Phenytoin, phenobarbital, and midazolam fail to stop status epilepticus-like activity induced by low magnesium in rat entorhinal slices, but can prevent its development


Department of Neurology, Charité Hospital, Humboldt University, 10098 Berlin, Germany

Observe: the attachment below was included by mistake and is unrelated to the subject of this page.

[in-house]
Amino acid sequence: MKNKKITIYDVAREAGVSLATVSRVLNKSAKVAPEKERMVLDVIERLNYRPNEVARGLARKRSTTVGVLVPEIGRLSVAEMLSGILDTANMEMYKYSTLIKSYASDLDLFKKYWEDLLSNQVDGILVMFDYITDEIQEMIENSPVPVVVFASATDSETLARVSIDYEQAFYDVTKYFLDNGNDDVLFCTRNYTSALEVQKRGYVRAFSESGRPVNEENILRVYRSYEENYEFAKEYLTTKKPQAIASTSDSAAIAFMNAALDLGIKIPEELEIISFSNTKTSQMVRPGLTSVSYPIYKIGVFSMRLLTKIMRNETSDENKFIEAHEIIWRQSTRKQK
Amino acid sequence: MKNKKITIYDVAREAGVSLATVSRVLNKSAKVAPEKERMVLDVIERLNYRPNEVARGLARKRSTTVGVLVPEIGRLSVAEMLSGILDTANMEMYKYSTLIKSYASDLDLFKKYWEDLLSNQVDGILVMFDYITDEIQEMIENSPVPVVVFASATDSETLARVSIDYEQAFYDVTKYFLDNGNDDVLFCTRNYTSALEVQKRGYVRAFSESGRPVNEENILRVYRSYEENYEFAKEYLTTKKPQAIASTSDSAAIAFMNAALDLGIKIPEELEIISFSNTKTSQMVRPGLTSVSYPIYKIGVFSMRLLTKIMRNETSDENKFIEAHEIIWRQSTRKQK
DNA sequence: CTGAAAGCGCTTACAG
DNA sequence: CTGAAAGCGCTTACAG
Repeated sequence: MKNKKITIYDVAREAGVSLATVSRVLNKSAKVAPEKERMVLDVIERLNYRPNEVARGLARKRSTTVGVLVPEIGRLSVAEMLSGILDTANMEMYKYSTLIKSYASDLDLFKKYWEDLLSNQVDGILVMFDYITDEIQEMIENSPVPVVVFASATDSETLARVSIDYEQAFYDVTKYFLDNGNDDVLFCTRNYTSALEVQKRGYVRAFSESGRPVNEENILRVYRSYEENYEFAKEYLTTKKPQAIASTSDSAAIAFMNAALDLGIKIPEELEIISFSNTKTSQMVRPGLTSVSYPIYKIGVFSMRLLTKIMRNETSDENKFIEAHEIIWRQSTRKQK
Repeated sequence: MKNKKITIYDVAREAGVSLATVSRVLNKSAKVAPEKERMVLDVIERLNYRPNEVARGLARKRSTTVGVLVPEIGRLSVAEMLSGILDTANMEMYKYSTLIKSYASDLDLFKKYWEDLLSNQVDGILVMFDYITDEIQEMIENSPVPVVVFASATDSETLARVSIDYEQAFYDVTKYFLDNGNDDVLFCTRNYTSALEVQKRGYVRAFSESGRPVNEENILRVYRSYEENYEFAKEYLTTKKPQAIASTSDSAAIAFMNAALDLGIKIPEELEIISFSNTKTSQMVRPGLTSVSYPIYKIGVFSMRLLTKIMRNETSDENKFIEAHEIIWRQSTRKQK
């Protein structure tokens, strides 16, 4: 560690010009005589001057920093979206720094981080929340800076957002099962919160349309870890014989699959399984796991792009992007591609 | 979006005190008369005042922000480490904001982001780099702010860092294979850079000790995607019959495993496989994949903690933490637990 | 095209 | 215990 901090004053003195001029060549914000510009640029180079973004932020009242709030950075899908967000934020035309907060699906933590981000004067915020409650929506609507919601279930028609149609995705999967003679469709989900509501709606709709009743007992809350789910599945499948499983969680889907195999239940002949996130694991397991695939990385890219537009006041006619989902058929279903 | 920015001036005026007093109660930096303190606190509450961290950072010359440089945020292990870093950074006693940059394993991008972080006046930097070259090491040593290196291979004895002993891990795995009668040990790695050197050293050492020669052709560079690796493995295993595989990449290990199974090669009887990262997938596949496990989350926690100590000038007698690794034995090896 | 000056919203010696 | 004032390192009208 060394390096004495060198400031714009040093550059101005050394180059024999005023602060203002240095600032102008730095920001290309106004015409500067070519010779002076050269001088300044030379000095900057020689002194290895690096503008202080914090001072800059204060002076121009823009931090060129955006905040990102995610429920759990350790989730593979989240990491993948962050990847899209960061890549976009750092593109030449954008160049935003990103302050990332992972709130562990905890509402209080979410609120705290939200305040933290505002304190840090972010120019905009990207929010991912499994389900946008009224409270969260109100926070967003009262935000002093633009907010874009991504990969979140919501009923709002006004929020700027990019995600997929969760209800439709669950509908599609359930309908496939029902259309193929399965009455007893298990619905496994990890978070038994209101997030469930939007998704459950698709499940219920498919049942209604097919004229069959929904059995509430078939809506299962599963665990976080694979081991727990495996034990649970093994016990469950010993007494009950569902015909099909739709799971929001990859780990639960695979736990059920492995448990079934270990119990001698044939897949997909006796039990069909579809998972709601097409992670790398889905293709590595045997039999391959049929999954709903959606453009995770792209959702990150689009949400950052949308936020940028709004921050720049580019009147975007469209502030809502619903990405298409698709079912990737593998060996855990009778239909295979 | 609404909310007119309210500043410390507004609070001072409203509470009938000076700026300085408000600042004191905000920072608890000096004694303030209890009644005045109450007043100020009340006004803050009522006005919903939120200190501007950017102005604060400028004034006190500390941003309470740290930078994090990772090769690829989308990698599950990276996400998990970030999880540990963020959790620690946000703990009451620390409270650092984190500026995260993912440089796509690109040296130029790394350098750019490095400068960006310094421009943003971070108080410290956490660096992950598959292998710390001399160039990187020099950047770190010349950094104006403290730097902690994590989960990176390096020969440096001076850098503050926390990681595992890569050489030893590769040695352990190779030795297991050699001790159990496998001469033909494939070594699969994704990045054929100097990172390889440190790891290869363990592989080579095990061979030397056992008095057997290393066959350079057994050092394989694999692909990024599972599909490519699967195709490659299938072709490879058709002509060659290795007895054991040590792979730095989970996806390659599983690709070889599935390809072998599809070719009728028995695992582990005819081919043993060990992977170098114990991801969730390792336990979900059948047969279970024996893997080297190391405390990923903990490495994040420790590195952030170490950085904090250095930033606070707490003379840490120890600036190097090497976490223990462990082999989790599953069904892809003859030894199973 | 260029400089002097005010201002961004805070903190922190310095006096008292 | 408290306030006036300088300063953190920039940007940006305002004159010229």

Objectives – It was shown previously that low-Mg2+-induced epileptiform activity in rat entorhinal cortex slices changes with time from a pattern of serial seizure-like events (SLEs) to a state of continuously recurring epileptiform activity. Valproic acid blocked the early SLEs but not the late activity. It was proposed that the late activity is a model for pharmacoresistant status epilepticus since it was also refractory to phenytoin, carbamazepine, phenobarbital, and midazolam. In the present study, it is demonstrated that phenytoin (50 μM, n=6), phenobarbital (150 μM, n=7), and midazolam (50 μM, n=5) were able to block the early SLEs but not the late activity at the same concentrations. Carbamazepine (50 μM) reduced the duration of the SLEs from 21±5 s to 4±3 s (P<0.01), the interictal interval from 123±27 s to 27±19 s (P<0.01), the SLE-associated rise of [K+]0 from 7.7±0.5 mM to 5.7±0.8 mM (n=4, P<0.05), and the spread of the SLE between entorhinal cortex and neocortex from 4.0±0.6 s to 0.8±0.1 s (n=4, P<0.05). Lower concentrations of phenytoin (5 and 10 μM, n=5), carbamazepine (10 μM, n=6), and phenobarbital (50 μM, n=4) had no effect. In conclusion, the hypothesis is supported that low-Mg2+-induced epileptiform activity in rat entorhinal cortex is an in vitro model for the transition from pharmacosensitive to pharmacoresistant status epilepticus.